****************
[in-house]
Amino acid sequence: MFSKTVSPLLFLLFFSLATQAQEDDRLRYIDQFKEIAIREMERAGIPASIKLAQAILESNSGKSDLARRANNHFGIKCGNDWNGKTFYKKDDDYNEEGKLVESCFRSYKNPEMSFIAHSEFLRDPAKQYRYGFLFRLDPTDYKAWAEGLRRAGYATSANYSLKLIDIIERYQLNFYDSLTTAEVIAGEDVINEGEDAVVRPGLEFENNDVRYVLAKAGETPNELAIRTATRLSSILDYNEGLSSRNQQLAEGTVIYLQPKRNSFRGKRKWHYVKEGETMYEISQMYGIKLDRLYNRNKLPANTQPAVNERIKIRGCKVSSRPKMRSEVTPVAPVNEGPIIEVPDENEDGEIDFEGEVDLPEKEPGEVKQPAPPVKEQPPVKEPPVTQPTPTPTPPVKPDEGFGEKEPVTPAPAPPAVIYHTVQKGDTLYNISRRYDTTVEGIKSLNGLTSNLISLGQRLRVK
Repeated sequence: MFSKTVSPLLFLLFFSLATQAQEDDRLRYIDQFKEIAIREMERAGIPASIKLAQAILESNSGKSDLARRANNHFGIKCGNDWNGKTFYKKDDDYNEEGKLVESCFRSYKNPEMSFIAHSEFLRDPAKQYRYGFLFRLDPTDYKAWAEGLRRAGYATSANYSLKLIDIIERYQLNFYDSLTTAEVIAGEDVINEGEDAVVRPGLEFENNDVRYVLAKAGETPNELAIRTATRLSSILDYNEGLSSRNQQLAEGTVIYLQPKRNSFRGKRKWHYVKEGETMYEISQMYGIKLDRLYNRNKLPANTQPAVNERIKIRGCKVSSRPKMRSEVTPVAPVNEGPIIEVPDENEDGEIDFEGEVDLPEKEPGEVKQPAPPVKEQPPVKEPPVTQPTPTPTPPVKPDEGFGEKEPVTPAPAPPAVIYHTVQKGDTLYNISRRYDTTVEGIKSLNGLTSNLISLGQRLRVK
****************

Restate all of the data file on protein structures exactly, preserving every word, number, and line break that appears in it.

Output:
[in-house]
Amino acid sequence: MFSKTVSPLLFLLFFSLATQAQEDDRLRYIDQFKEIAIREMERAGIPASIKLAQAILESNSGKSDLARRANNHFGIKCGNDWNGKTFYKKDDDYNEEGKLVESCFRSYKNPEMSFIAHSEFLRDPAKQYRYGFLFRLDPTDYKAWAEGLRRAGYATSANYSLKLIDIIERYQLNFYDSLTTAEVIAGEDVINEGEDAVVRPGLEFENNDVRYVLAKAGETPNELAIRTATRLSSILDYNEGLSSRNQQLAEGTVIYLQPKRNSFRGKRKWHYVKEGETMYEISQMYGIKLDRLYNRNKLPANTQPAVNERIKIRGCKVSSRPKMRSEVTPVAPVNEGPIIEVPDENEDGEIDFEGEVDLPEKEPGEVKQPAPPVKEQPPVKEPPVTQPTPTPTPPVKPDEGFGEKEPVTPAPAPPAVIYHTVQKGDTLYNISRRYDTTVEGIKSLNGLTSNLISLGQRLRVK
Repeated sequence: MFSKTVSPLLFLLFFSLATQAQEDDRLRYIDQFKEIAIREMERAGIPASIKLAQAILESNSGKSDLARRANNHFGIKCGNDWNGKTFYKKDDDYNEEGKLVESCFRSYKNPEMSFIAHSEFLRDPAKQYRYGFLFRLDPTDYKAWAEGLRRAGYATSANYSLKLIDIIERYQLNFYDSLTTAEVIAGEDVINEGEDAVVRPGLEFENNDVRYVLAKAGETPNELAIRTATRLSSILDYNEGLSSRNQQLAEGTVIYLQPKRNSFRGKRKWHYVKEGETMYEISQMYGIKLDRLYNRNKLPANTQPAVNERIKIRGCKVSSRPKMRSEVTPVAPVNEGPIIEVPDENEDGEIDFEGEVDLPEKEPGEVKQPAPPVKEQPPVKEPPVTQPTPTPTPPVKPDEGFGEKEPVTPAPAPPAVIYHTVQKGDTLYNISRRYDTTVEGIKSLNGLTSNLISLGQRLRVK